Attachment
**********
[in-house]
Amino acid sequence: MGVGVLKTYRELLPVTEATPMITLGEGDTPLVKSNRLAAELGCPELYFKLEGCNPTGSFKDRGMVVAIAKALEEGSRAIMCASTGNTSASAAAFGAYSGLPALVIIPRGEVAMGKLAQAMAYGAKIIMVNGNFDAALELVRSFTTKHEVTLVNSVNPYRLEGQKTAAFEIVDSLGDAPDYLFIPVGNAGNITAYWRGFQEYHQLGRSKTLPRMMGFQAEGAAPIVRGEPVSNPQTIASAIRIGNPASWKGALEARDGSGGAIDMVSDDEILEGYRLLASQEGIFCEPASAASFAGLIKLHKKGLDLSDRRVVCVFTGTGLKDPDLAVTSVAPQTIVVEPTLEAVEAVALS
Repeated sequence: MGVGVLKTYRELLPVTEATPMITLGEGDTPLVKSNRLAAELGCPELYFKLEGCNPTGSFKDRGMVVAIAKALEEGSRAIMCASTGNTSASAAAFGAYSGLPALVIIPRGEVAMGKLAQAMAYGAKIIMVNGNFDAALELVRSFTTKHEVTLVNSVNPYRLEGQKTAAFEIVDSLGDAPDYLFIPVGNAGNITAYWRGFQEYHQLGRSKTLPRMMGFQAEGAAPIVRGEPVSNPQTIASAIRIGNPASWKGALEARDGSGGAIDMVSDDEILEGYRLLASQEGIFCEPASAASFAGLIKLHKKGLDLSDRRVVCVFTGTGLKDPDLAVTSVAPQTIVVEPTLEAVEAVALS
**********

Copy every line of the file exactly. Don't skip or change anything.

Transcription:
[in-house]
Amino acid sequence: MGVGVLKTYRELLPVTEATPMITLGEGDTPLVKSNRLAAELGCPELYFKLEGCNPTGSFKDRGMVVAIAKALEEGSRAIMCASTGNTSASAAAFGAYSGLPALVIIPRGEVAMGKLAQAMAYGAKIIMVNGNFDAALELVRSFTTKHEVTLVNSVNPYRLEGQKTAAFEIVDSLGDAPDYLFIPVGNAGNITAYWRGFQEYHQLGRSKTLPRMMGFQAEGAAPIVRGEPVSNPQTIASAIRIGNPASWKGALEARDGSGGAIDMVSDDEILEGYRLLASQEGIFCEPASAASFAGLIKLHKKGLDLSDRRVVCVFTGTGLKDPDLAVTSVAPQTIVVEPTLEAVEAVALS
Repeated sequence: MGVGVLKTYRELLPVTEATPMITLGEGDTPLVKSNRLAAELGCPELYFKLEGCNPTGSFKDRGMVVAIAKALEEGSRAIMCASTGNTSASAAAFGAYSGLPALVIIPRGEVAMGKLAQAMAYGAKIIMVNGNFDAALELVRSFTTKHEVTLVNSVNPYRLEGQKTAAFEIVDSLGDAPDYLFIPVGNAGNITAYWRGFQEYHQLGRSKTLPRMMGFQAEGAAPIVRGEPVSNPQTIASAIRIGNPASWKGALEARDGSGGAIDMVSDDEILEGYRLLASQEGIFCEPASAASFAGLIKLHKKGLDLSDRRVVCVFTGTGLKDPDLAVTSVAPQTIVVEPTLEAVEAVALS